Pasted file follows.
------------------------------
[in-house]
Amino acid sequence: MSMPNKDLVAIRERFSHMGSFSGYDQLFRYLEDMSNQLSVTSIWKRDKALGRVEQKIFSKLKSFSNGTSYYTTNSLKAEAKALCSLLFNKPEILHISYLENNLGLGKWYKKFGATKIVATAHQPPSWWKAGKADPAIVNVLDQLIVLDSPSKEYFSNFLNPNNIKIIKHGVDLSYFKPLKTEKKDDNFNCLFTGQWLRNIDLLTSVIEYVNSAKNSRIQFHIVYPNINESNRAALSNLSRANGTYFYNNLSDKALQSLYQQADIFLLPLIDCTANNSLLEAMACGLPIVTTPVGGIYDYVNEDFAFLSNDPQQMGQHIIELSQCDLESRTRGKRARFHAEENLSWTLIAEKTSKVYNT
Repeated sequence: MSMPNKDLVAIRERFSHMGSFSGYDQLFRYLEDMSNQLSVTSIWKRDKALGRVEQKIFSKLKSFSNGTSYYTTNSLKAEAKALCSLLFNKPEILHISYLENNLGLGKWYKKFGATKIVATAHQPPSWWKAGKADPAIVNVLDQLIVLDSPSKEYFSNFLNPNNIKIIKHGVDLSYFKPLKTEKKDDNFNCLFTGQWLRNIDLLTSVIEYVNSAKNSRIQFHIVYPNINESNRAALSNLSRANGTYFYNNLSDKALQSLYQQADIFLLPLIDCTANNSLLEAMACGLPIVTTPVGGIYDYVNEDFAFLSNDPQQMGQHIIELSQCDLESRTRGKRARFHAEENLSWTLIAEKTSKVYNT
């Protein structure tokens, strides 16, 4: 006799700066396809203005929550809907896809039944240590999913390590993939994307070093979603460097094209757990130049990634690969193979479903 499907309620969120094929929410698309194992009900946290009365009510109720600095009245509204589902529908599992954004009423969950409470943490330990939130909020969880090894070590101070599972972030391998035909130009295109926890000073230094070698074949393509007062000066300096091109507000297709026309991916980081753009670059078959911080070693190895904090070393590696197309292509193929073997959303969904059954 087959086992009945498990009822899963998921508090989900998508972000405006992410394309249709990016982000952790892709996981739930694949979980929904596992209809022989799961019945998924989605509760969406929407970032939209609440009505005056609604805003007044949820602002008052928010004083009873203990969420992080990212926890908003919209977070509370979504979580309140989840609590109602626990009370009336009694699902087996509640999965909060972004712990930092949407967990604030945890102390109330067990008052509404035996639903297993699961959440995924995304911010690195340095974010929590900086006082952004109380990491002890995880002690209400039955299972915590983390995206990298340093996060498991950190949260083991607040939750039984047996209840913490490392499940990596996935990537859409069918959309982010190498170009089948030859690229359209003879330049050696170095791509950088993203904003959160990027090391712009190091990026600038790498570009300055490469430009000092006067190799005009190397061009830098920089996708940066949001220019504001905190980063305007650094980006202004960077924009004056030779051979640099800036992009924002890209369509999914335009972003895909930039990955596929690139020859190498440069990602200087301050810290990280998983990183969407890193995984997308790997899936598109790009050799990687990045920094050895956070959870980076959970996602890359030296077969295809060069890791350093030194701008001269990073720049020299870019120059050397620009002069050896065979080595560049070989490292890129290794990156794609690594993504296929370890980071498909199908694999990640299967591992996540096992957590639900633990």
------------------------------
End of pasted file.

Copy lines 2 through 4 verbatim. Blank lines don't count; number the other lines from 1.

Amino acid sequence: MSMPNKDLVAIRERFSHMGSFSGYDQLFRYLEDMSNQLSVTSIWKRDKALGRVEQKIFSKLKSFSNGTSYYTTNSLKAEAKALCSLLFNKPEILHISYLENNLGLGKWYKKFGATKIVATAHQPPSWWKAGKADPAIVNVLDQLIVLDSPSKEYFSNFLNPNNIKIIKHGVDLSYFKPLKTEKKDDNFNCLFTGQWLRNIDLLTSVIEYVNSAKNSRIQFHIVYPNINESNRAALSNLSRANGTYFYNNLSDKALQSLYQQADIFLLPLIDCTANNSLLEAMACGLPIVTTPVGGIYDYVNEDFAFLSNDPQQMGQHIIELSQCDLESRTRGKRARFHAEENLSWTLIAEKTSKVYNT
Repeated sequence: MSMPNKDLVAIRERFSHMGSFSGYDQLFRYLEDMSNQLSVTSIWKRDKALGRVEQKIFSKLKSFSNGTSYYTTNSLKAEAKALCSLLFNKPEILHISYLENNLGLGKWYKKFGATKIVATAHQPPSWWKAGKADPAIVNVLDQLIVLDSPSKEYFSNFLNPNNIKIIKHGVDLSYFKPLKTEKKDDNFNCLFTGQWLRNIDLLTSVIEYVNSAKNSRIQFHIVYPNINESNRAALSNLSRANGTYFYNNLSDKALQSLYQQADIFLLPLIDCTANNSLLEAMACGLPIVTTPVGGIYDYVNEDFAFLSNDPQQMGQHIIELSQCDLESRTRGKRARFHAEENLSWTLIAEKTSKVYNT
């Protein structure tokens, strides 16, 4: 006799700066396809203005929550809907896809039944240590999913390590993939994307070093979603460097094209757990130049990634690969193979479903 499907309620969120094929929410698309194992009900946290009365009510109720600095009245509204589902529908599992954004009423969950409470943490330990939130909020969880090894070590101070599972972030391998035909130009295109926890000073230094070698074949393509007062000066300096091109507000297709026309991916980081753009670059078959911080070693190895904090070393590696197309292509193929073997959303969904059954 087959086992009945498990009822899963998921508090989900998508972000405006992410394309249709990016982000952790892709996981739930694949979980929904596992209809022989799961019945998924989605509760969406929407970032939209609440009505005056609604805003007044949820602002008052928010004083009873203990969420992080990212926890908003919209977070509370979504979580309140989840609590109602626990009370009336009694699902087996509640999965909060972004712990930092949407967990604030945890102390109330067990008052509404035996639903297993699961959440995924995304911010690195340095974010929590900086006082952004109380990491002890995880002690209400039955299972915590983390995206990298340093996060498991950190949260083991607040939750039984047996209840913490490392499940990596996935990537859409069918959309982010190498170009089948030859690229359209003879330049050696170095791509950088993203904003959160990027090391712009190091990026600038790498570009300055490469430009000092006067190799005009190397061009830098920089996708940066949001220019504001905190980063305007650094980006202004960077924009004056030779051979640099800036992009924002890209369509999914335009972003895909930039990955596929690139020859190498440069990602200087301050810290990280998983990183969407890193995984997308790997899936598109790009050799990687990045920094050895956070959870980076959970996602890359030296077969295809060069890791350093030194701008001269990073720049020299870019120059050397620009002069050896065979080595560049070989490292890129290794990156794609690594993504296929370890980071498909199908694999990640299967591992996540096992957590639900633990």